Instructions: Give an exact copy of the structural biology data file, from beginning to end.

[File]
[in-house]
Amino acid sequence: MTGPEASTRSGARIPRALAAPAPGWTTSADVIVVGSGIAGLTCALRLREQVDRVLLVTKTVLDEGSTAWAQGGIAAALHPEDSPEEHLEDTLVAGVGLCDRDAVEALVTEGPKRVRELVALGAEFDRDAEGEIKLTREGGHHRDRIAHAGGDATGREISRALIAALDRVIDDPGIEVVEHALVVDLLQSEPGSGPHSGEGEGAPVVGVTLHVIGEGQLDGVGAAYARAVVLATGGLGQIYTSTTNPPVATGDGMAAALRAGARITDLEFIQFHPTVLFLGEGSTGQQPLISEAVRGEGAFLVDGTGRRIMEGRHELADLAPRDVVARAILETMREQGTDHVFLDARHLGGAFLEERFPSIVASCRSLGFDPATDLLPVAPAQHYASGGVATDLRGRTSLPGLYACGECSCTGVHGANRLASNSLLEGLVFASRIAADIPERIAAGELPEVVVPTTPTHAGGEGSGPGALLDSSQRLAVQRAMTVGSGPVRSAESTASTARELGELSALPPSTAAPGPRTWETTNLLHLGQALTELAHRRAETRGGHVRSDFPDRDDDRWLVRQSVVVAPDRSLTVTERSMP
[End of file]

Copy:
[in-house]
Amino acid sequence: MTGPEASTRSGARIPRALAAPAPGWTTSADVIVVGSGIAGLTCALRLREQVDRVLLVTKTVLDEGSTAWAQGGIAAALHPEDSPEEHLEDTLVAGVGLCDRDAVEALVTEGPKRVRELVALGAEFDRDAEGEIKLTREGGHHRDRIAHAGGDATGREISRALIAALDRVIDDPGIEVVEHALVVDLLQSEPGSGPHSGEGEGAPVVGVTLHVIGEGQLDGVGAAYARAVVLATGGLGQIYTSTTNPPVATGDGMAAALRAGARITDLEFIQFHPTVLFLGEGSTGQQPLISEAVRGEGAFLVDGTGRRIMEGRHELADLAPRDVVARAILETMREQGTDHVFLDARHLGGAFLEERFPSIVASCRSLGFDPATDLLPVAPAQHYASGGVATDLRGRTSLPGLYACGECSCTGVHGANRLASNSLLEGLVFASRIAADIPERIAAGELPEVVVPTTPTHAGGEGSGPGALLDSSQRLAVQRAMTVGSGPVRSAESTASTARELGELSALPPSTAAPGPRTWETTNLLHLGQALTELAHRRAETRGGHVRSDFPDRDDDRWLVRQSVVVAPDRSLTVTERSMP